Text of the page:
Stereophonics rock out the Troxy
There was a time during the height of their fame, in the late 90s and early naughties, when you couldn’t leave your house or switch on the radio without being subjugated by something from the Stereophonics. Their second album Performance and Cocktails shot them into the mainstream and gave them huge commercial success catapulted from the back end of Britpop.
Stereophonics played a sold out Troxy having taken the decision to play the last gig of their mini UK tour in London. It seemed a masterstroke as the audience received the performance well in a venue smaller to those they would have played in their pomp. Opening with classic songs, Bartender and the Thief and 1000 Trees, the band put down a marker that they meant business and the crowd roared back at them with delight.
It must be said that after 16 years frontman Kelly Jones doesn’t look a day older and it was during Superman, taken from the album Language. Sex. Violence. Other?, that you began to question how his raspy voice has lasted so many years of touring. His vocal is still on form and, judging from the fanbase, women still want to be with him and men still want to be him. When talking to the crowd about his heavy touring days, he stated: “We smoked a lot of grass and played a lot of PlayStation.” He definitely seemed to enjoy the night and revelled in the adulation he received.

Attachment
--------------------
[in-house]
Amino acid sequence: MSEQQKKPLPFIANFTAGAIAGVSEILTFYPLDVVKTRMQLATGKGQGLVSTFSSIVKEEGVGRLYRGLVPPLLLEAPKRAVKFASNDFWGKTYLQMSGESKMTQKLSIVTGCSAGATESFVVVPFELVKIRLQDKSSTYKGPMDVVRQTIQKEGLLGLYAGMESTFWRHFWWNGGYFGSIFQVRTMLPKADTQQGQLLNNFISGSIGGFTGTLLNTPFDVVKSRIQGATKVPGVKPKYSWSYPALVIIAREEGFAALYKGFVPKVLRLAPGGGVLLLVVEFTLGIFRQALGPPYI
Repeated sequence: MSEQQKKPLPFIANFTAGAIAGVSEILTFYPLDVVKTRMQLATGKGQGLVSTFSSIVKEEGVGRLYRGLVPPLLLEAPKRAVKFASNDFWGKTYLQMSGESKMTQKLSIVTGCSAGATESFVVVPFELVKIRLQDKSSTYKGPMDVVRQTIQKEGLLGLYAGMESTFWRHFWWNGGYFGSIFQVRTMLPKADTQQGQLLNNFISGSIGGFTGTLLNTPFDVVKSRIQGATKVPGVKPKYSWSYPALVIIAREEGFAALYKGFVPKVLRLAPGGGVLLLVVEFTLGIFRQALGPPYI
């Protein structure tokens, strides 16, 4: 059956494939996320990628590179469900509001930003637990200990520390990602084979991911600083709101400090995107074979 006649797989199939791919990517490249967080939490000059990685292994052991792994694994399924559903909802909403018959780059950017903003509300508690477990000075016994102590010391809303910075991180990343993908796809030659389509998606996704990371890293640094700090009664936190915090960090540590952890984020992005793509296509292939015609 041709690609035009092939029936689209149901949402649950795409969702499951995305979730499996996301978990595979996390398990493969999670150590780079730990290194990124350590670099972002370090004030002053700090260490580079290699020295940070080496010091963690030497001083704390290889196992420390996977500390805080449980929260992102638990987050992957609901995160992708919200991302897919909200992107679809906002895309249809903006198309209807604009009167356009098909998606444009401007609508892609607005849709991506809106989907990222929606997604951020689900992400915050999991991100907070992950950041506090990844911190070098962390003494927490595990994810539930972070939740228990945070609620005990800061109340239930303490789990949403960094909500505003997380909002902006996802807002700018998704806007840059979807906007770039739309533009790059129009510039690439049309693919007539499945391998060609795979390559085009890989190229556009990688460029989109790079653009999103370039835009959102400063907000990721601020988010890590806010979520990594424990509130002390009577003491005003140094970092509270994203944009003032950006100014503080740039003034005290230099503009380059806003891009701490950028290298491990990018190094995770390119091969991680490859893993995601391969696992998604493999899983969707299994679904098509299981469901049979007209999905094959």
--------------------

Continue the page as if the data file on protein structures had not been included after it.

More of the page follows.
Stereophonics are due to release a new album early next year and played a few new ones, such as Indian Summer and In a Moment; the latter being surprisingly dark contemporary. However they did not impact the listener as much as their greatest hits Mr. Writer and Pick a Part. As a live band Stereophonics are still very strong, if not better. Adam Zindani and Richard Jones bass and guitar play, littered with feedback, immerses you into a comatose state of musical acknowledgement. New drummer Jamie Morrison appears charismatic and evokes the spirit of deceased original drummer Stuart Cable.
After an impressive encore the band re-emerged to play Violins and Tambourines, Traffic and the hugely popular Dakota which got everybody bellowing the chorus in unison: “Make me feel like the one.” Indeed, deafening sing-a-longs were the order of the night and the band deserved them.
Photos: Ruta Buciunaite
For further information and future events visit Stereophonics’ website here.